- Raghad Hav participated in the 2019 UNITAR training programme Empowering Social Entrepreneurs and Youth Leaders for Iraq.
- After completing the UNITAR programme, Raghad founded She Codes Too, where she teaches Iraqi women to code.
- In 2022, Raghad returned to UNITAR programmes as a resource person for the Waffle Camp × SDGs Workshop.
- Through empowering the women in her community and leading by example, Raghad wants to convince Iraqi women that they can do anything.
March 2022 – Raghad Hav started with a small idea and brought it to life with the help of the 2019 UNITAR training programme Empowering Social Entrepreneurs and Youth Leaders for Iraq. Raghad founded She Codes Too, where she teaches Iraqi women to code.
Raghad started her career teaching computer sciences at the University of Information Technology and Communications in Baghdad. Her passion was to show her students how full of possibilities the IT field was. But while she enjoyed teaching, Raghad wanted to do something more practical, to start her own project. She just had no more than a slight idea of what or how.
I just knew it was going to be teaching women about programming, but I had zero knowledge about how to create this initiative.
When she heard about UNITAR programmes from an alumna, Raghad decided to apply. “Customised classes for you,” in her words, was what she liked the most about the programme. She needed a place where people could help her take a small idea and prove it, connect her with knowledgeable people, and encourage her to keep going. And that’s exactly what she found.
Joining the programme was “a big gate of resources,” says Raghad. It taught her how to plan and run a project and behave as a manager – being punctual, observing, running a team – and even how to shake hands: one day, Dr Clare Gately, the trainer for the entrepreneurship program, asked Raghad to shake hands with her. When they shook, she said, “yes, you have a problem with this.” She showed Raghad how a firm handshake can give the impression of a confident and competent leader. “I've never thought about shaking hands,” says Raghad.
That was amazing of her, noticing tiny things and wanting to improve it. It’s an honest way to teaching you, to make you a better leader.
After completing the UNITAR programme, Raghad started She Codes Too. Through the initiative, Raghad teaches Iraqi women coding and programming languages and mentors them on how to find jobs. Since 2020, She Codes Too grew from Raghad teaching nine women how to create a website to a team of volunteer trainers, free courses, and videos and tutorials on Instagram, YouTube and Facebook. Forty women are taking part in the latest course on programming languages.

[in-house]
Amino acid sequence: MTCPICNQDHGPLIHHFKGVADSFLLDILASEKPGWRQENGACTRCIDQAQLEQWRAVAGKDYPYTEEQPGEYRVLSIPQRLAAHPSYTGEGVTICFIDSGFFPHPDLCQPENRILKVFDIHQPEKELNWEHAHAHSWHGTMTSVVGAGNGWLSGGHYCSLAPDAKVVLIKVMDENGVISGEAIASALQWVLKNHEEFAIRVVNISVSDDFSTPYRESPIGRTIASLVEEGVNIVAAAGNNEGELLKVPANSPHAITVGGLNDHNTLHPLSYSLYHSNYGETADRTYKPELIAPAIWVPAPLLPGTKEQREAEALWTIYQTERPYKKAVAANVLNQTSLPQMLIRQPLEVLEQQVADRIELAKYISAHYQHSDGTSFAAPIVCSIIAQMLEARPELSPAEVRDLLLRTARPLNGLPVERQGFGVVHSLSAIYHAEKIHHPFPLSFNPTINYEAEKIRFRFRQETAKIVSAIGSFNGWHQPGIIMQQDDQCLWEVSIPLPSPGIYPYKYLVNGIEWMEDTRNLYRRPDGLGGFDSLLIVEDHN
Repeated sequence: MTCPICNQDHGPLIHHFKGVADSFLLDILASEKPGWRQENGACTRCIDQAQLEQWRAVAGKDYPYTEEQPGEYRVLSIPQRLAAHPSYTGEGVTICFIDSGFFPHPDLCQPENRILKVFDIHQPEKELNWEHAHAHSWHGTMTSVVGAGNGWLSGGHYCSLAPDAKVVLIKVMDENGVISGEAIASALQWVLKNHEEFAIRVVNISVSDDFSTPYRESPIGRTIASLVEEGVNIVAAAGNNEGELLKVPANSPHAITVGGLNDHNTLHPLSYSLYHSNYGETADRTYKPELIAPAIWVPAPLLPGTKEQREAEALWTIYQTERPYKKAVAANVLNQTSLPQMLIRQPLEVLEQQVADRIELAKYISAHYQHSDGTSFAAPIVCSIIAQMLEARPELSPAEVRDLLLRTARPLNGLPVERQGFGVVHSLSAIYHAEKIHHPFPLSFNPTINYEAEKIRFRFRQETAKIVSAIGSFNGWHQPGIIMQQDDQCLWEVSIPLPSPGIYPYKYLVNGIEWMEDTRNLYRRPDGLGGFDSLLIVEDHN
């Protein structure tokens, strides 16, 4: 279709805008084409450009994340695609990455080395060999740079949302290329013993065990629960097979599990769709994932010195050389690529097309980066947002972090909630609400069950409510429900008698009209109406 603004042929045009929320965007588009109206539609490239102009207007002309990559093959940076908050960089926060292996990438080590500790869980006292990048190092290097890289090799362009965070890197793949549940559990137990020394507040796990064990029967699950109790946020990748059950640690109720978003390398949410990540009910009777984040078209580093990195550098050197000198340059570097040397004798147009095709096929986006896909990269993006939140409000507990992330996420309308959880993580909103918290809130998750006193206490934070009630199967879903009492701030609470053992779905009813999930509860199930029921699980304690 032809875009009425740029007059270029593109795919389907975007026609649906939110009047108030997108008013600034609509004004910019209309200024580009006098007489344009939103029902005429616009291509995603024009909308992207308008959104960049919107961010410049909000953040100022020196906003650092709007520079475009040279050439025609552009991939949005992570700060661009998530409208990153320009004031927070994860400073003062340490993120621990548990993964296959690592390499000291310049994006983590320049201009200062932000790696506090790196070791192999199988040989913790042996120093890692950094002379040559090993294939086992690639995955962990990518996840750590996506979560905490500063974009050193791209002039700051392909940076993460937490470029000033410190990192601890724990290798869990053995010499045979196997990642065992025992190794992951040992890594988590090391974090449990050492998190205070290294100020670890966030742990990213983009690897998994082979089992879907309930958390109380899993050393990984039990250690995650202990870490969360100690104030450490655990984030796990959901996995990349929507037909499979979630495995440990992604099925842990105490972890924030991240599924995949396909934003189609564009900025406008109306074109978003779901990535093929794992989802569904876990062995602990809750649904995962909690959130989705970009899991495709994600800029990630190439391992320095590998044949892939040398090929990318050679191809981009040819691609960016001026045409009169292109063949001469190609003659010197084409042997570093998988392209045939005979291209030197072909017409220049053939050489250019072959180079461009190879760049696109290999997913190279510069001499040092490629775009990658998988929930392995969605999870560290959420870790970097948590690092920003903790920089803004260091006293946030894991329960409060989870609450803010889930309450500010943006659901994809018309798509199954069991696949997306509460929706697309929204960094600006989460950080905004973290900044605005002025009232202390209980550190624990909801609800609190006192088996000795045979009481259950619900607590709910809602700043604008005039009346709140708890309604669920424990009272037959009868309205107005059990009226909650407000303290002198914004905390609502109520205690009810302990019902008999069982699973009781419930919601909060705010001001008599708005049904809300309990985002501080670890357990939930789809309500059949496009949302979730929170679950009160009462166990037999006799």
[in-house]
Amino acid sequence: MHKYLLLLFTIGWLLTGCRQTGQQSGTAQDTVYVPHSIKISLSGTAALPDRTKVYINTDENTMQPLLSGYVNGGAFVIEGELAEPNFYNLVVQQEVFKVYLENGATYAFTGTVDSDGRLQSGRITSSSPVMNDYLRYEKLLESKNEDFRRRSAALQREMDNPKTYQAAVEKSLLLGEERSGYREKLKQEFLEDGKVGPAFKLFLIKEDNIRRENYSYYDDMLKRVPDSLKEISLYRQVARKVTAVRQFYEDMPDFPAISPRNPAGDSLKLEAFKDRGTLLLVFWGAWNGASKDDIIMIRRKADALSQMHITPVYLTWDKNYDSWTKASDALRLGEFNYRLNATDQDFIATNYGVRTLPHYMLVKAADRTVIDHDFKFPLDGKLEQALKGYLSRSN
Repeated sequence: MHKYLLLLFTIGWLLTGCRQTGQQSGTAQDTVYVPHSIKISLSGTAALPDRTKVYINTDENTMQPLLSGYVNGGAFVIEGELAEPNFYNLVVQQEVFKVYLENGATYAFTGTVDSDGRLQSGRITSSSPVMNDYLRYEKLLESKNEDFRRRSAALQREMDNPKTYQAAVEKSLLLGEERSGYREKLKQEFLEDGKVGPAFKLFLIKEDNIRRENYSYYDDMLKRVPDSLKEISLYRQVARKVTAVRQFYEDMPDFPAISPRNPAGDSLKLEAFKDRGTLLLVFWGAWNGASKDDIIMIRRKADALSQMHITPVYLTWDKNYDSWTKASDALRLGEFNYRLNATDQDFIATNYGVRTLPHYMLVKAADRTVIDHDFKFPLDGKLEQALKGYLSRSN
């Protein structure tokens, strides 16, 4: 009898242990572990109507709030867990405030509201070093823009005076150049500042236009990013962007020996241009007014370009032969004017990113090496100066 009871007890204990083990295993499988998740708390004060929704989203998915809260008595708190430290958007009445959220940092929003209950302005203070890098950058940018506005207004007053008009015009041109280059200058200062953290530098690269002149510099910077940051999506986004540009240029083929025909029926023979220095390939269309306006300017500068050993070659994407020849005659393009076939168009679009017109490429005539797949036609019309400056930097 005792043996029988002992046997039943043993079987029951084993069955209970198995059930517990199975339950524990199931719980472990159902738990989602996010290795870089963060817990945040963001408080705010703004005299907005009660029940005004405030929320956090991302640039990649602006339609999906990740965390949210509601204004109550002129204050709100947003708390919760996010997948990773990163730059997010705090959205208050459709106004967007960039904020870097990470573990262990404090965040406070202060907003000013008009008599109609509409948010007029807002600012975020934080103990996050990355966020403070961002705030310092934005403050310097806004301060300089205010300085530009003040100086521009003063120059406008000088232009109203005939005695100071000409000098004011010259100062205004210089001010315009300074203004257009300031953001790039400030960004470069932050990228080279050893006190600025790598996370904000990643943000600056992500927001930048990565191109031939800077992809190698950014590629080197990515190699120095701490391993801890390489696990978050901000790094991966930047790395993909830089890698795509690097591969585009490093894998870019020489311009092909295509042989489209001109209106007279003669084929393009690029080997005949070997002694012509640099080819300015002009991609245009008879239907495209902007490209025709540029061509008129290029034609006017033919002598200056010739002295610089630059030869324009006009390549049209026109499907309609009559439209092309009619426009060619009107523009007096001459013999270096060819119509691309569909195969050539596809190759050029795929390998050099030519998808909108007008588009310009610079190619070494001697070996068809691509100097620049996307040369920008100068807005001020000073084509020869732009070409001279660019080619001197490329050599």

Raghad is happy to see that She Codes Too is having a positive effect on the women it reaches. “They like the space we’re creating,” she says. The learners continue to help each other as a community of women programmers.
In 2022, Raghad returned to UNITAR programmes as a resource person for the Waffle Camp × SDGs Workshop. The workshop taught high school girls in Hiroshima about basic coding and the Sustainable Development Goals. There, she shared the story of She Codes Too and discussed how to overcome the gender gap in IT. Raghad found some differences between Iraqi and Japanese students, such as their willingness to show their faces online, but she also saw the similarities – the young women’s passion for programming and their desire to change stereotypes of women in STEM.
When she started She Codes Too, Raghad was criticized for discriminating against men. But she simply wants to give women the same opportunities as men. Raghad does not consider herself a revolutionary. Through empowering the women in her community and leading by example, Raghad wants to convince Iraqi women that they can do anything.
These tiny, small steps I'm doing, hoping to affect and give more good examples for other women – I know it's not a big audience to give bigger effects. But that's what I can do right now.